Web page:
Marines will Share their Last Drop of Water or Food with Each Other

VietNam 1970, we had been having connect with the VC off and on for a couple of days; so when it became time for our resupply choppers to come in—they didn’t. Grunts understand, all too well, that choppers can be shot down with a lucky hit from an AK-47 or PRG round. Also, Cpt. Darling was finding a supply of water from local wells and such but it was the lack of C-Rations that was the bigger concern. Again, any grunt will tell you that you only carry what you actually plan to eat anything else was too heavy. If a chopper didn’t come in on schedule, it didn’t take long to run out of food. Which is what happen to us on this particular occasion.

Well, we’re Marines and we might fight with each other from time to time but share our last drop of water and in this situation whatever food we had. i was humping the radio for “Red” the third squad leader. We got into position that evening, some of guys had a can of whatever they saved from the last supply run but not much. Red got the squad together reached into his pack and brought out a can of sardines in mustard sauce that he had gotten from home.
He open it up and pass the can around for each of us to take a bite of sardines and someone had C-Ration crackers (not the best but who cares). I didn’t even know what the stuff was—never ate it before. But you know what? That was one of the best meals I had ever eaten!

I have since talked with friends about that experience who usually respond with “I wouldn’t touch the thing let only eat it”. I just tell them that they don’t know what being hungry is like. I doubt they know what they might do or eat if they were. Red’s action of sharing what he had has stayed with me over all these years. To this day, giving to the community food bank and working at them has been very important to me. I knew hunger until “Red” shared his last can of sardines with all of us. Hence the Marines motto Semper Fi—Always Faithful—to each other and the Corps.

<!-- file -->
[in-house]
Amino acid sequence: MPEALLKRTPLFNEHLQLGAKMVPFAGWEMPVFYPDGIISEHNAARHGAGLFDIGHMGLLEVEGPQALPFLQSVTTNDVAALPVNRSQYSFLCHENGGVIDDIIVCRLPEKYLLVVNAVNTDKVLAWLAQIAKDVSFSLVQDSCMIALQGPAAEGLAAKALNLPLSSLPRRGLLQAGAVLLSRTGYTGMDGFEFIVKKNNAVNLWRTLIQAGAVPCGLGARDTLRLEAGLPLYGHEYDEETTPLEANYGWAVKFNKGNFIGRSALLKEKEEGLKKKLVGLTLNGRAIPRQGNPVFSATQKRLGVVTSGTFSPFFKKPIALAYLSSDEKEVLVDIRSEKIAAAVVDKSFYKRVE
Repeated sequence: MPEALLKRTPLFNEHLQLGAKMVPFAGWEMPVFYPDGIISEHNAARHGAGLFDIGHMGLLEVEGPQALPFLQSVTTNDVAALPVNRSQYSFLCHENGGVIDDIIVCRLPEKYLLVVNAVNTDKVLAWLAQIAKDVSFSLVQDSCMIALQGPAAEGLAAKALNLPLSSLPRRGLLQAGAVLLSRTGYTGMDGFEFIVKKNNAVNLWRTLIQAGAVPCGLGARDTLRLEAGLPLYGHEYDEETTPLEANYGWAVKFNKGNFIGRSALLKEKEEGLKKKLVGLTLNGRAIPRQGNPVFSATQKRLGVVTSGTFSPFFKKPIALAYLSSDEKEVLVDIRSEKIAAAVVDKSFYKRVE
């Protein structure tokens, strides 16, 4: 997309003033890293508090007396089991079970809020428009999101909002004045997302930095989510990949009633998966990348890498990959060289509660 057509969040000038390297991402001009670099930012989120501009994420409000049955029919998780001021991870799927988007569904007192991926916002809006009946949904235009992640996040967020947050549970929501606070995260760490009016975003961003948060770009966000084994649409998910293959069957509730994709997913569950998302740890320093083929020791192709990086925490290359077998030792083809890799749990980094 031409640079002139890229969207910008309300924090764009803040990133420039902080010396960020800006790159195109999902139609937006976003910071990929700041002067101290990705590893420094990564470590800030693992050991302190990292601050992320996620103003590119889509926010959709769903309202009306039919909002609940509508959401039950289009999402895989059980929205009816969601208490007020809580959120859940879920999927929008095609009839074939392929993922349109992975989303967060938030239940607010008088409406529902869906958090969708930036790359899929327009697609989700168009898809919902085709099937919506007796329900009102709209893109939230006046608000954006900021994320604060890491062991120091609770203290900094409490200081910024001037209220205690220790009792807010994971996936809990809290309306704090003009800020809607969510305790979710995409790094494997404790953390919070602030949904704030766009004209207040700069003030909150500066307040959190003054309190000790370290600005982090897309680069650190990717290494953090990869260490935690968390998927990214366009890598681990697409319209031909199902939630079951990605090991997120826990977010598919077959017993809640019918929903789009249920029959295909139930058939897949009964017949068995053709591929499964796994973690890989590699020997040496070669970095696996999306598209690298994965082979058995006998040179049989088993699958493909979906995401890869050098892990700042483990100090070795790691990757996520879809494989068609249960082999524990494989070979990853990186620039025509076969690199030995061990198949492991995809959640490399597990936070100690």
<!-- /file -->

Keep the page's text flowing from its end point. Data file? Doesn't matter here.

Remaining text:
Footnote: My favorite meal was to take the chicken noodle soup and pour the liquid out. Save the meatballs from another meal and put them in with the noodles. Then get some ketchup from one of guys and put it into the noodles. Meatballs, and noodles in ketchup sauce—MMMM—well maybe not anymore…..

Sgt Grit wants to hear from you! Leave your comments below or submit your own story!

35 comments


  • Robert H Bliss, 0341

    I can recall being the Cpl of the Guard while in An Hoa for showers and resupply. We sat on the line talking about food or the first thing we were going to eat when we got home for most of the night. I think there people who would be suraise to learn what men will talk about under these circumstances. Don’t you?


  • Michael McManus, D. Co 1st Recon

    I find it interesting that when the subject is chow (C’s or otherwise) everyone has a favorite or a special recipe. Speaks to the high priority that ground pounders attach to food (especially while in the bush)!!


  • John “Doc” Harrison

    May of 1965 my Platoon of Marines were so hungry as we had been eating “Cs” since moving out on 327. It was hot, dry, and humping the Tuy Loan all day and night then back up 327, spending the night at that old French Fort, at it’s base, we were hashed. The company had a cook that had been enjoy the night life, and the lassies of Da Nang too much, and he needed help. He was referred to me for some reason. I told him I could help him out with his problem, but that I would like 4 gallons of Fruit Cocktail. One for each squad, and one for the Platoon CP, and anyone that had the watch. It only took one day to get the desired goods and my Marines were thankful for the fruit cocktail.


  • Robby J. Hookham

    February 1984, I turned 25 y/o while in Beirut, Lebanon. My Grandmother sent over a box FULL of home-made Cinnamon Rolls! You know, the really gooey kind, they were packed in popcorn. Well we threw them into the field range at the cooks tent for about 5 -10 min. and all 100 of those cinnamon rolls found their way down the throats of my maintenance platoon and were just a memory in less than 10 minutes. They kept begging that I ask for more, but we pulled out a few weeks later and headed home shortly after.


  • Wayne Dillon

    I think the CP rations were what we knew as PX rations or issue during the Persian Gulf War. The first ones we got had cigarettes, cigars, and chewing tobacco, as well as candy, writing paper, pens, playing cards, etc. The later ones didn’t have tobacco products. Each box was for 100 men. It was nice to get them. I took some over to a friend’s battalion who wasn’t getting them. It was like Santa had arrived!


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